Returns true if an expression type is encounter at least once in all branches, or false if there is any branch path that can be taken in which the condition won't be encountered.


  my $optimized_pointcut = $raw_pointcut->curry_runtime;

In a production system, pointcut declarations can result in large and complex Aspect::Pointcut object trees.

Because this tree can contain a large amount of structure that is no longer relevant at run-time, it can end up making a long series of prohibitively expensive cascading method or function calls before every single regular function call.

To reduce this cost down to something more reasonable, pointcuts are run through a currying process (see <>).

A variety of optimisations are used to simplify boolean nesting, to remove tests that are irrelevant once the compile-time hooks have all been set up, and to remove other tests that the currying process can determine will never need to be tested.

The currying process will generate and return a new pointcut tree that is independent from the original, and that can perform a match test at the structurally minimum computational cost.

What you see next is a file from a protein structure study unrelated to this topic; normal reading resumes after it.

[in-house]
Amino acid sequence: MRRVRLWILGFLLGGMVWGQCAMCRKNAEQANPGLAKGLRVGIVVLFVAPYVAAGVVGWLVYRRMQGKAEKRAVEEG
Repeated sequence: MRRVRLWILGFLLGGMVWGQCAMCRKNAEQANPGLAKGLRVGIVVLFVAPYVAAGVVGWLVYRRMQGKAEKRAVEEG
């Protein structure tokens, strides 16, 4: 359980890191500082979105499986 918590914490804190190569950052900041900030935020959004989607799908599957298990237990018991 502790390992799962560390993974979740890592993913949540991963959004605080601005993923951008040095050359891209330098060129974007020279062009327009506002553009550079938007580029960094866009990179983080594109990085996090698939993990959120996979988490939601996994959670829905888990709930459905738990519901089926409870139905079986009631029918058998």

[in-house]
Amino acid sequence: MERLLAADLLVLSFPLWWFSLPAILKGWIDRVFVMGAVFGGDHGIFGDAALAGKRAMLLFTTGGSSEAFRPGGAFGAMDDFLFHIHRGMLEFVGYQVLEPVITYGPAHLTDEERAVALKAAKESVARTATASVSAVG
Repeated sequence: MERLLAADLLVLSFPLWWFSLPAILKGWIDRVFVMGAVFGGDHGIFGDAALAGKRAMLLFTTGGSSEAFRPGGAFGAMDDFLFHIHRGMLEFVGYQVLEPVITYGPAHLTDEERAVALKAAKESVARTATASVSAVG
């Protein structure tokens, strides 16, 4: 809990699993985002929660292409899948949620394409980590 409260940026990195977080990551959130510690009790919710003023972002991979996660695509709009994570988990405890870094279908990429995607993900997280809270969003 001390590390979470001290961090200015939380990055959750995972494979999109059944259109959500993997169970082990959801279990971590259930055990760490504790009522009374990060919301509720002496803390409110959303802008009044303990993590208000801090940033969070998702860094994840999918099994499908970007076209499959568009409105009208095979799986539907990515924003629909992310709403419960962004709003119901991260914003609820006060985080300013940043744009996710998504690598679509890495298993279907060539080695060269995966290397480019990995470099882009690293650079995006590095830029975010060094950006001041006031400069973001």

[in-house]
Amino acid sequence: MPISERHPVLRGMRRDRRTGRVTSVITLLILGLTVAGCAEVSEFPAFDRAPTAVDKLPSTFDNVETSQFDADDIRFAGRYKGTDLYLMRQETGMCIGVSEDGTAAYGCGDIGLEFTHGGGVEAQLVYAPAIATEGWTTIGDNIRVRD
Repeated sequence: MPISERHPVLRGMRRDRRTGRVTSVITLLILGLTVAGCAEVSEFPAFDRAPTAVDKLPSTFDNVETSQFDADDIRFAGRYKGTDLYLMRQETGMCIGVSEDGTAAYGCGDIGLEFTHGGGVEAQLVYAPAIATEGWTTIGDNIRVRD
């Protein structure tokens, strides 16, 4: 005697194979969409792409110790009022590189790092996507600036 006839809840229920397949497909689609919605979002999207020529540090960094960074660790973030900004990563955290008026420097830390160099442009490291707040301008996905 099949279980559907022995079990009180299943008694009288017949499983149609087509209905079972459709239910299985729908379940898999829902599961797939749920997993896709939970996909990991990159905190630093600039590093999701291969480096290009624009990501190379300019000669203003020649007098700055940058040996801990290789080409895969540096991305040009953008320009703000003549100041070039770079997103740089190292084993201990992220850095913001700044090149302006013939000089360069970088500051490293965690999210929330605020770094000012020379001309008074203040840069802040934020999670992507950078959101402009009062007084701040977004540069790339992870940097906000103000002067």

Returns a new optimised Aspect::Pointcut object if any further testing needs to be done at run-time for the pointcut. Returns null ("undef" in scalar context or "()" in list context) if the pointcut can be curried away to nothing, and no further testing needs to be done at run-time.


The "curry_weave" method is similar to the "curry_runtime" method, except that instead of reducing the pointcut to only elements that are relevant at run-time, it reduces the pointcut to only elements that are relevant at weave time.

By remove purely run-time elements, the compile weave test code is made both faster and more accurate (some complicated situations can occur when there is a Aspect::Pointcut::Not in the tree).


Adam Kennedy <[email protected]>

Marcel Gru.nauer <[email protected]>

Ran Eilam <[email protected]>


Copyright 2001 by Marcel Gru.nauer

Some parts copyright 2009 - 2013 Adam Kennedy.

This library is free software; you can redistribute it and/or modify it under the same terms as Perl itself.